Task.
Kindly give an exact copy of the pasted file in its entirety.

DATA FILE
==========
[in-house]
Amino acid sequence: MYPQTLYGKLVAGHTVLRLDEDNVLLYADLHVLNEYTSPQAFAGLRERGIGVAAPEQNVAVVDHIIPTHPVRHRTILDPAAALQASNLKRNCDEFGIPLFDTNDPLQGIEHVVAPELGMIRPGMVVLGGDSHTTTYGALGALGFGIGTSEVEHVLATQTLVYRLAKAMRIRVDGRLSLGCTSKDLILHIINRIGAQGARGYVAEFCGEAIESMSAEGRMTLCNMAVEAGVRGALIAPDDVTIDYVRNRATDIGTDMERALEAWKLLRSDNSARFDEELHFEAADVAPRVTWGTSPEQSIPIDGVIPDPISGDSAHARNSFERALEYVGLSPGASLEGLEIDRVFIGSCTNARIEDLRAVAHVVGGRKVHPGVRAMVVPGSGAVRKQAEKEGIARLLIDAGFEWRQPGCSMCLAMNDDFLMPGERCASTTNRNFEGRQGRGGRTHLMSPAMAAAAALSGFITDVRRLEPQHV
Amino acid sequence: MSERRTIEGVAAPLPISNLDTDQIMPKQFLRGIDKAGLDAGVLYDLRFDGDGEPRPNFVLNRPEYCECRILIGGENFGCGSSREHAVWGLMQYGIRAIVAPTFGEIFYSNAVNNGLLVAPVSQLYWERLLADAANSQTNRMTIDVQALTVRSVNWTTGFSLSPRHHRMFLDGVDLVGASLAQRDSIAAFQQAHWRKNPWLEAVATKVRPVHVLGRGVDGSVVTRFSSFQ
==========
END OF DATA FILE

[in-house]
Amino acid sequence: MYPQTLYGKLVAGHTVLRLDEDNVLLYADLHVLNEYTSPQAFAGLRERGIGVAAPEQNVAVVDHIIPTHPVRHRTILDPAAALQASNLKRNCDEFGIPLFDTNDPLQGIEHVVAPELGMIRPGMVVLGGDSHTTTYGALGALGFGIGTSEVEHVLATQTLVYRLAKAMRIRVDGRLSLGCTSKDLILHIINRIGAQGARGYVAEFCGEAIESMSAEGRMTLCNMAVEAGVRGALIAPDDVTIDYVRNRATDIGTDMERALEAWKLLRSDNSARFDEELHFEAADVAPRVTWGTSPEQSIPIDGVIPDPISGDSAHARNSFERALEYVGLSPGASLEGLEIDRVFIGSCTNARIEDLRAVAHVVGGRKVHPGVRAMVVPGSGAVRKQAEKEGIARLLIDAGFEWRQPGCSMCLAMNDDFLMPGERCASTTNRNFEGRQGRGGRTHLMSPAMAAAAALSGFITDVRRLEPQHV
Amino acid sequence: MSERRTIEGVAAPLPISNLDTDQIMPKQFLRGIDKAGLDAGVLYDLRFDGDGEPRPNFVLNRPEYCECRILIGGENFGCGSSREHAVWGLMQYGIRAIVAPTFGEIFYSNAVNNGLLVAPVSQLYWERLLADAANSQTNRMTIDVQALTVRSVNWTTGFSLSPRHHRMFLDGVDLVGASLAQRDSIAAFQQAHWRKNPWLEAVATKVRPVHVLGRGVDGSVVTRFSSFQ